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Flashcards in Final Exam Deck (26)
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1

What is virginity?

There is medical definition diagnostic standard for it
-too subjective to define
-“women are still being judged on something that doesn’t really exist”-JV
-“it is a sham being perpetrated against women”-JV
-it is almost synonymous with women and is all about women
-it’s people that have political and social influence that decide what virginity means and assess value to it ( men or male-led institutions)
-engrained in patriarchy and male ownership
-women who have sex are considered “damaged goods” they were something to be owned/traded/bought/sold (women’s sexuality as a commodity)
-it is being used to roll back women’s rights at the core of the purity myth
(Women are defined by their virginity/sexuality)

2

What are examples of abstinence only slut shaming (shaming unmarried sex)
-virginity for sale

-virginity vouchers (little cards to go in wallet as a reminder not to have sex)
-gold rose pin
-diamond-virginity is like a precious diamond that should be locked with a chain and key
-purity balls

3

What is the purity myth (lie or virginity)

Is ensuring that young women’s perception of themselves is defined by their sexuality. That their ability to be good people depends on whether or not they are sexually active
-their only real worth is their virginity and ability to remain “pure”
-their bodies and sexuality make them valuable (women should be sexy but not sexual), women are often caught between messages about sexualization and abstinence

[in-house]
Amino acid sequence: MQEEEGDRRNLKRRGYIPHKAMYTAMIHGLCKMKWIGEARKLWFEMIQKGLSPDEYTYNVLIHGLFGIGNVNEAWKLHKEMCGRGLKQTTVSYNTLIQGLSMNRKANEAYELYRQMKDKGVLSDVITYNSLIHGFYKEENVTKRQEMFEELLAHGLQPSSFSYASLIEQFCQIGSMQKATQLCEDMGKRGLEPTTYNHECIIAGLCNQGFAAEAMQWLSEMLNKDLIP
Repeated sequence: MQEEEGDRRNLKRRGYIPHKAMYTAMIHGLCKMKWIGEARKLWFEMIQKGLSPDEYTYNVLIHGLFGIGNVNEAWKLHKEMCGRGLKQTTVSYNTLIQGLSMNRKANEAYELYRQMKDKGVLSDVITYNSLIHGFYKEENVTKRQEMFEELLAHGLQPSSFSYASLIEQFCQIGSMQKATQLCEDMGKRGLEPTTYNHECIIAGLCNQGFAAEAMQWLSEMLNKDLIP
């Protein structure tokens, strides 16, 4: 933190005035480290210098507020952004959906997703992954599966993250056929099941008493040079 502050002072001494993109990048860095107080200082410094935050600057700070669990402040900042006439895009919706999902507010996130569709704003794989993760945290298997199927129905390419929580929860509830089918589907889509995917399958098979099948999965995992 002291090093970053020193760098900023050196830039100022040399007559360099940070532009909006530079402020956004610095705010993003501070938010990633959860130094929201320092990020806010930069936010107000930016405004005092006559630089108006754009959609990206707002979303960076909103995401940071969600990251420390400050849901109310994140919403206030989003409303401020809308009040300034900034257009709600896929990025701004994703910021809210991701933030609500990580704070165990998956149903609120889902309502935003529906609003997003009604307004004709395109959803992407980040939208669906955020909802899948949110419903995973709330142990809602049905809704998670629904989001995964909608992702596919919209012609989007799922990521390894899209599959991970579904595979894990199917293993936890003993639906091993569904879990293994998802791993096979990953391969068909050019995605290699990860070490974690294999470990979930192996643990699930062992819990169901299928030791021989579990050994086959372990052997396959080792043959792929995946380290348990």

4

What is the virginity movement?

Assigns a value to virginity/sexuality (especially for girls)
-uses modernized definitions of purity, morality and sexuality to try and keep women pure while rolling back their rights and enforcing traditional gender norms
-this movement involves a number of forces- media, society-Driven virginity fetish, abstinence-only sex Ed- to create unrealistic sexual expectations for young women who are unable to live up to the ideal of purity that’s forced upon them
-gay people don’t exist in the virginity movement
(JV)

5

What are the 2 main approaches to sexual education

1. Abstinence only education- much more dangerous in terms of health outcomes (this education does not work-ACRJ)
2. Comprehensive sex education-emphasis remained on abstinence only approaches but has some instruction about safe sex focusing on pregnancy and disease prevention-still excludes many people
(Neither is ideal)

6

What is sexual assault

Any kind of sexual contact without mutual consent

7

What is consent defined by mta

-active
-direct
-between two adults
-voluntary, unimpaired or conscious agreement
-no deception or fraud

8

What is sexual harassment